Mike Bryant's Dive Trips, Photo Galleries

Rainforest

Emerald Pool

Flamboyant Tree

Schooling Grunts under

Dive Dominica dock.

"Champagne" dive site

with bubbling volcanic

vents.

Hawksbill turtle.

Hawksbill turtle.

Longspine Squirrelfish.

Longjaw Squirrelfish.

Blackbar Soldierfish.

Balloonfish. They inflate

themselves if attacked.

Balloonfish, when they

inflate the spines make

them an unpalatable

meal.

Trumpetfish.

Whitespotted Filefish

Peacock Flounder.

Lesser Electric Ray, can

deliver a mild shock.

Shortnose Batfish.

Certainly up there in

natures oddities.

Shortnose Batfish.

Longlure Frogfish.

Longlure Frogfish.

Sharknose Gobies.

Spinyhead Blenny.

Spinyhead Blenny. 

Small, maybe an inch

showing here.

White Nose Pipefish.

These swim on the

bottom.

Longsnout Seahorse.

Swim but can use tail to

attach themselves.

Pipehorse. A pipefish

with seahorse type tail.

This one is attached to a

piece of brown seaweed.

Maybe three inches long.

Pipehorse. It's covered

with algae and also

taking on the color of the

seaweed as camouflage.

Lettuce Seaslug. About 2

inches long.

Lettuce Seaslug. Many

color variants.

Black Spotted Sea

Goddess nudibranchs.

Each is about 3/8 inch

long.

Magnificent Feather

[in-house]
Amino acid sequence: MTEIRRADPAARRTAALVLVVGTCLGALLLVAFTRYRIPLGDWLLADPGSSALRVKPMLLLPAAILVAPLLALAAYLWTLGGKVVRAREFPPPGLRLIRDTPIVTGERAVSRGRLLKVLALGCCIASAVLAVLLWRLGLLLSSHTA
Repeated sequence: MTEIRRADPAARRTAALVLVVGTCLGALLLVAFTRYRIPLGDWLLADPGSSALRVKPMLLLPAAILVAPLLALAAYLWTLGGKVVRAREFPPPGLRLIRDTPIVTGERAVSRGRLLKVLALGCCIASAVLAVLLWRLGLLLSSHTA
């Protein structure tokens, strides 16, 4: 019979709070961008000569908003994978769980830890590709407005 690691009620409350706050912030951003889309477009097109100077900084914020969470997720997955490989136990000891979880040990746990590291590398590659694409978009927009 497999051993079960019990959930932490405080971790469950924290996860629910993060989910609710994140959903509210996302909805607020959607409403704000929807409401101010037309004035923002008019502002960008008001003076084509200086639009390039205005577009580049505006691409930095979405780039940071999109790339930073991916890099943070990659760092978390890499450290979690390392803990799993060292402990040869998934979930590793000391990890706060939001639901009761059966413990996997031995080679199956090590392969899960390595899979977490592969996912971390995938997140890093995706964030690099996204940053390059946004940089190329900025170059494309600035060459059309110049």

Duster worm.  These are

the visible parts that

comb the water for food.

This one is about two

inches wide.

Magnificent Feather

Duster worm, they create

tubes to live in and

retract into them for

protection.

Social Feather Duster

Worms.  Each about 1/2

inch.

Social Feather Duster

Worms, many color

variants.

Christmas Tree Worms,

these are the feeding

parts. They will retract

almost instantly into their

tube if disturbed.

Christmas Tree Worm

"tube". Note the spike

they create for their tube

homes. Fish won't be

attacking after running

into this.

Christmas Tree Worms.

Many color variants,

about the size of a

thimble.

Christmas Tree Worms.

Little female Red Banner

Blenny lower left.

Christmas Tree Worms.

Christmas Tree Worms.

Christmas Tree Worms.

Photobomb by

Spinyhead Blenny lower

left. The Blennies inhabit

defunct wormholes.

Christmas Tree Worms.

Muller's Sea Pansy, a

kind of anemone, about

two inches wide.

Golden Crinoid. There's a

little Arrow Crab

underneath it.

Giant Anemone. Note the

tiny Squat Anemone

Shrimp living with it.

Squat Anemone Shrimp--

about 3/8th inch.

Squat Anemone Shrimp.

Banded Clinging Crab,

also lives under Giant

Anemone. About 1 inch.

Banded Clinging Crab.

Covered with algae as

camouflage.

Bumblebee Shrimp. Tiny,

size of a matchead.

Pedersens Cleaning

Shrimp. living in

Corkscrew Anemone. 1

inch.

Spotted Cleaner Shrimp.

1 inch. Cleaner shrimp

remove parasites from

fish and other animals.

Spotted Cleaner Shrimp.

Sun Anemone Shrimp. 1

inch.

Sun Anemone Shrimp.

Banded Coral Shrimp.

About 2 inches, found in

tropical waters

worldwide.

Scarlet Striped Cleaner

Shrimp.

Scarlet Striped Cleaner

Shrimp, at work on a

spotted Moray Eel.

Scarlet Striped Cleaner

Shrimp.

Sharptail Eel, three feet

long.

Long Spined Sea Biscuit,

a sea urchin that buries

itself in sand.

Long Spined Sea Biscuit,

burying itself.

Nimble Spray Crabs,

hiding under Long

Spined Sea Urchin.

Mole Crab, a sand

dweller. I had about one

second to shoot this

before it reburied itself.

Swimming Crab.

Yellowline Arrow Crab.

About three inches wide.